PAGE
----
Lowrey: Got it, so that’s one side—the money-moving side.
Borg: Right, then there’s the securities side. We’re concerned about the companies doing initial coin offerings. We’re also concerned about the companies using bitcoin as a basis for people to speculate, or creating technology off of the blockchain. They’re raising money to develop other companies, raising money to get into business. That’s an investment, not a money-transmission business.
Right now, my message is: This is just like the dot-com bubble, tulips in the 1600s, and oil and gas speculation. Things get to be a mania. The retail market gets hits with advertisements and media pitches: You’re going to miss out on the next Microsoft! You’ve got to get in now, because it’s going up and up and up! It’s the same sort of thing that you see in any type of mania. When oil was $4 a gallon, everyone was pitching this new technology to drill old oil wells, that kind of stuff.
The difference with the cryptocurrencies, the bitcoin mania, is that the technology ramps up quicker and so the mania goes faster. The mania on oil and gas took two years—this is taking two months. It’s tech-driven and instant.
Lowrey: But the mania is the same?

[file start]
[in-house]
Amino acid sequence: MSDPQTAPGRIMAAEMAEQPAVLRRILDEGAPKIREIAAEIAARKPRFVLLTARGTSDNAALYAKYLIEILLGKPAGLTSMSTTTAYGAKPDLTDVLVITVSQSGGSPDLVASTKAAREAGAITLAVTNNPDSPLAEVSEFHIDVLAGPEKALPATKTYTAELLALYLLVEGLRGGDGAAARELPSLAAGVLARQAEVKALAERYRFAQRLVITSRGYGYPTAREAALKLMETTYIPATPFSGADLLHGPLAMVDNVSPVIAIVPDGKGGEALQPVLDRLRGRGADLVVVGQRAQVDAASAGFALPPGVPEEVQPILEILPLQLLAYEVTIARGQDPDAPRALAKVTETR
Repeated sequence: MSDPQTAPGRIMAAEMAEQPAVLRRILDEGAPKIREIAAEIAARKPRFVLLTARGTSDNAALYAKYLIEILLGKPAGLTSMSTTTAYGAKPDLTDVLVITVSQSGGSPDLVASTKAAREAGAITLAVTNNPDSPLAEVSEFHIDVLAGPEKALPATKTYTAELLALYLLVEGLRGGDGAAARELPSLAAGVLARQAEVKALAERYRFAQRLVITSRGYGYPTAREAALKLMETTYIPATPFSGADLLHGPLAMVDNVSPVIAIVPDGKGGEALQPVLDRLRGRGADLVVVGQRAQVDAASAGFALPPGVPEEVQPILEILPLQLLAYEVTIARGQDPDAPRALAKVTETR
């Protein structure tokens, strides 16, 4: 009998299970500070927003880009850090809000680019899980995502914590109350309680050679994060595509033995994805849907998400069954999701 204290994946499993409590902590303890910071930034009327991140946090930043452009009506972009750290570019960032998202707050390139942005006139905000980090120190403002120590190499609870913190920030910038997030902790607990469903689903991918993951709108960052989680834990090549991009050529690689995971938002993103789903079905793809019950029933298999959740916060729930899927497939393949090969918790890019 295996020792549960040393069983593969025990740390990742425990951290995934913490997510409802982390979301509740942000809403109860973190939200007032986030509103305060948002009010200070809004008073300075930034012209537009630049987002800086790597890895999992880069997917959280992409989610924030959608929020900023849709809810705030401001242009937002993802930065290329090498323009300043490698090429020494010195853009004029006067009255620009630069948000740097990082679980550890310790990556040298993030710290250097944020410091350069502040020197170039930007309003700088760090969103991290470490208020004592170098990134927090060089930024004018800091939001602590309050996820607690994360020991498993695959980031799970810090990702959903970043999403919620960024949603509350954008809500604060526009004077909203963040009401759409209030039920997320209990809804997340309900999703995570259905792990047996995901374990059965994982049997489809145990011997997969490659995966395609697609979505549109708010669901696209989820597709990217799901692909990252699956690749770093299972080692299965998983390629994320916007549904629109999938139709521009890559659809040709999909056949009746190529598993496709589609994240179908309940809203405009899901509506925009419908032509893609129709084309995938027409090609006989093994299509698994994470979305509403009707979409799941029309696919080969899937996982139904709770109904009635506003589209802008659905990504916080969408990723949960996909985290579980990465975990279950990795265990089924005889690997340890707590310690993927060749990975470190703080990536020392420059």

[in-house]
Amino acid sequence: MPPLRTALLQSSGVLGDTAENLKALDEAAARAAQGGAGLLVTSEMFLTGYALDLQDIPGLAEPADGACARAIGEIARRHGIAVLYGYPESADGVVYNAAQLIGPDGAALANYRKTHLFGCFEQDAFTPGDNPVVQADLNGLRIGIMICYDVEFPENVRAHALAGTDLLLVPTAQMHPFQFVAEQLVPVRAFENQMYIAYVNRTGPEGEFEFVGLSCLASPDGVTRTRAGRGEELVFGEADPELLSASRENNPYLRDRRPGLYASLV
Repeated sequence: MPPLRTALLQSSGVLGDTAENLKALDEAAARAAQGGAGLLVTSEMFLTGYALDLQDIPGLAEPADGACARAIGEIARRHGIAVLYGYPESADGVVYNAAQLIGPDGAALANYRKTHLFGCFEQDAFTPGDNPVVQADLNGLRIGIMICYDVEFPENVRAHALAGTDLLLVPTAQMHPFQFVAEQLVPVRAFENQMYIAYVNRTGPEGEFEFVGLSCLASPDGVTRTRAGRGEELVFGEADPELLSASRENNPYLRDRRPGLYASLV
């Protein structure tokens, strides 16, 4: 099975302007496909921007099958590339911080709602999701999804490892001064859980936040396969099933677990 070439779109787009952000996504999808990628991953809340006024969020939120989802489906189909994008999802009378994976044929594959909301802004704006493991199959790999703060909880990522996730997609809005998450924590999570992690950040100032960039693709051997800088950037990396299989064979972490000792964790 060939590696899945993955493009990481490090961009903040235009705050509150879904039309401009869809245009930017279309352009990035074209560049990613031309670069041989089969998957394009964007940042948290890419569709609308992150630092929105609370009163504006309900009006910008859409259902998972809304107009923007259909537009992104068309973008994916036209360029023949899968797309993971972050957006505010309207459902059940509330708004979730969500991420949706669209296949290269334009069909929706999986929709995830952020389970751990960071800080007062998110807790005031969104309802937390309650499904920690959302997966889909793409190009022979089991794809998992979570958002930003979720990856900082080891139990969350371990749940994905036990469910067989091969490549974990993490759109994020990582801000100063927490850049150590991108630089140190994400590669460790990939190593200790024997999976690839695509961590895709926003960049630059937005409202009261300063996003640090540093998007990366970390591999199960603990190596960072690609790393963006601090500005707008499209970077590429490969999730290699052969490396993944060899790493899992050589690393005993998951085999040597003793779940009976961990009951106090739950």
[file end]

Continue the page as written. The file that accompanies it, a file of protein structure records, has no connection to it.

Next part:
Borg: You just go do a Google search for “make money on bitcoin.” It’s page after page of it, hyping it to the whole retail market. Bitcoin’s making new millionaires! Get in before it’s too late!
The thing is that the market has done well, but the average Main Street–type person hasn’t participated in it. They got burned by the micro-cap stocks in the 2000s, then burned by foreclosures and the real-estate collapse. They’re concerned about Washington deregulating everything, and Social Security going broke, and health-care costs going up. And they haven’t had a salary increase in years.
You’ve got a family making $60,000, $100,000 a year. They don’t have a lot of money for retirement. Then, someone comes along and says, “Make $13,000 in 24 hours, guaranteed!”—got to get the “guaranteed” part in there. It’s like you’ve got a fuel pump at a pump station, where the pump is stuck and the fuel is spilling out all over the street. And there’s people lighting matches. And someone says, well, let’s pour more fuel on it!
At some point, there’s going to be a huge correction, when the bubble breaks. I can’t tell you when that would be. It could go on for a while. There’s a lag time between when people invest and when they realized they got duped. We’re in the middle of the frenzy. It’s going to be 24 months, maybe longer, before we know. Sometimes it’s 8 or 10 years.
Lowrey: Are there people you’re especially worried about, in terms of getting ripped off?